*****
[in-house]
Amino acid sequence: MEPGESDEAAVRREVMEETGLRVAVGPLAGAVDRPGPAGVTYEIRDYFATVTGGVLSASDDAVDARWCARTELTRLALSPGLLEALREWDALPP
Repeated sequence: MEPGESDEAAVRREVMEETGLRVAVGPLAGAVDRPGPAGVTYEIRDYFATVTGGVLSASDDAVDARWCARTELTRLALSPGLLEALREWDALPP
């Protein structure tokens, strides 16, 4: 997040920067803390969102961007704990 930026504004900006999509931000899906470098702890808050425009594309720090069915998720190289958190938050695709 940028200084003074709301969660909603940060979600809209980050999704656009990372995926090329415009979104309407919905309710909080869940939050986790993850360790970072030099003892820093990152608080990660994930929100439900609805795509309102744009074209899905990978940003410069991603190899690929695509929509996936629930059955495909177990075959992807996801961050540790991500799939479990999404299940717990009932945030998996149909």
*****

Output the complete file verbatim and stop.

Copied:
[in-house]
Amino acid sequence: MEPGESDEAAVRREVMEETGLRVAVGPLAGAVDRPGPAGVTYEIRDYFATVTGGVLSASDDAVDARWCARTELTRLALSPGLLEALREWDALPP
Repeated sequence: MEPGESDEAAVRREVMEETGLRVAVGPLAGAVDRPGPAGVTYEIRDYFATVTGGVLSASDDAVDARWCARTELTRLALSPGLLEALREWDALPP
């Protein structure tokens, strides 16, 4: 997040920067803390969102961007704990 930026504004900006999509931000899906470098702890808050425009594309720090069915998720190289958190938050695709 940028200084003074709301969660909603940060979600809209980050999704656009990372995926090329415009979104309407919905309710909080869940939050986790993850360790970072030099003892820093990152608080990660994930929100439900609805795509309102744009074209899905990978940003410069991603190899690929695509929509996936629930059955495909177990075959992807996801961050540790991500799939479990999404299940717990009932945030998996149909």